Great(er) Expectations

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Photo by Anita Aguilar

LONDON—Some people really take to Queen’s. It’s the home of the repeat champion: Lleyton Hewitt, Andy Roddick, John McEnroe, and Boris Becker have all won it four times, and Pete Sampras, Jimmy Connors, and Ivan Lendl each did it twice. That’s a pretty prestigious list of winners for a 250-level event held at a tiny club in a rainy town.

The tradition continued today in the Aegon Championships final, which featured the winners from 2011 and 2012, Andy Murray and Marin Cilic. And for a second straight day, the two of them had their patience tested by another repeat champion at Queen’s: the interminable rain delay. After surviving a five-hour downpour on Saturday, they waited for more than three hours to get started today. But once again, Murray and Cilic finished by thrilling a packed house with three sets of entertaining play in the late-afternoon sunshine—the Croat called it “great, great tennis”—before Murray won his third Aegon title in five years. That’s enough to keep any player coming back for more. 

In Murray’s case, it wasn’t just the win that was familiar; it was the way he went about it. For the second straight day, he lost the first set, wavered in the middle of the second before steadying himself, and ran away with the third. Murray has been nursing a back injury that had forced him out of the French Open and had made him a question mark for this event. After his semifinal win over Jo-Wilfried Tsonga, Murray said that he had been “sloppy” at times after four weeks away, that he had played well only in “patches,” but that he was satisfied that he had “found ways to win.” The same could be said for his performance over the first two sets on Sunday. Murray started with a more assertive attitude and broke Cilic immediately; his forehand looked crisper than it had all week, and he saved three break points at 2-0 with two service winners and an ace that were clocked at 132-,134-, and 136-M.P.H., respectively. It was at that moment that a question—unbidden, unwanted—wormed its way into my mind: “Is Andy Murray the favorite to win Wimbledon?”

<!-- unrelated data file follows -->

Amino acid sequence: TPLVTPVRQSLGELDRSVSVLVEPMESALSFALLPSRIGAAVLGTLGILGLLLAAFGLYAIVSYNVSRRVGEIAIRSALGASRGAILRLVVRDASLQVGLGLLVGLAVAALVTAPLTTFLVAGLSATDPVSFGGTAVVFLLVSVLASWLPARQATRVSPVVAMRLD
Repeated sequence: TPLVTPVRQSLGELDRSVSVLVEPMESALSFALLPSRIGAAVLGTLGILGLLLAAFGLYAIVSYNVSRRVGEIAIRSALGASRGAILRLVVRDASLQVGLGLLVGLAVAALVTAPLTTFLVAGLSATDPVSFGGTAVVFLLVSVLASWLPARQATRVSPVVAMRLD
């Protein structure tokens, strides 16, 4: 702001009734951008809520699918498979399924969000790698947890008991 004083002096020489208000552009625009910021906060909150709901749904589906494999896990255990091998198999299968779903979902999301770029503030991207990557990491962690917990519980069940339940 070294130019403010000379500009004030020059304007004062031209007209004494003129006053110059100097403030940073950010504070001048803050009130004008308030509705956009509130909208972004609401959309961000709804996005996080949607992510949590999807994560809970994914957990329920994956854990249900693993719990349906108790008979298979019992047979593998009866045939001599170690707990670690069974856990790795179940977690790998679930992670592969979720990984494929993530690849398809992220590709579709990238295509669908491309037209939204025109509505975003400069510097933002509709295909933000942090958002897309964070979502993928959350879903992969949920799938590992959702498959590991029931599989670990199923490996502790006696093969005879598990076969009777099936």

Was I getting ahead of myself? The answer seemed to come right away. Murray’s forehand, as it had at various times this week, went AWOL. Serving at 4-2, he hammered one into the bottom of the net, sent one long at deuce, and put another into the net at break point. In the next game, Murray briefly looked like he might not get to Wimbledon at all. Trying to make a turn behind the baseline, he went down with a yelp. Silence reigned at Queen’s for a scary second. But, much like the soccer players he idolizes, Murray quickly left death’s door behind and was off the turf and running again a minute or two later. After the match, he said he had been cautious for a few games, but that he felt fine.

“I made some bad mistakes when I was up in the first set,” Murray said afterward, “like I had done in quite a few of the matches this week. But I kept trying to go for it. I was trying to take chances, and I felt like I was dictating a lot of the points.”

As he had against Tsonga, Murray tightened everything up with the match on the line. From 3-3 in the second set, he held at love three times—his serve started to click right on schedule—and came up with two very good backhand returns to break at 5-6. By the third set, Murray was flying. This time it was Cilic’s turn, while he was serving at 2-1, to watch his ground strokes go AWOL. And it was Murray’s turn to take advantage. His forehand was crisp again, and his backhand was even better. Murray fired one up the line for a winner to hold for 3-1, and came up with the shot of the tournament a couple of games later, a cross-court backhand pass hit on the dead run. Even the staid old Queen’s crowd had to get up for that one. Serving for the match at 5-3, Murray was still pounding them down at 132 M.P.H.

“I created a load of chances today,” Murray said. “I think with a few more matches and a few more days’ practice, I’ll do a better job converting them and won’t have the little slip-ups I had this week.”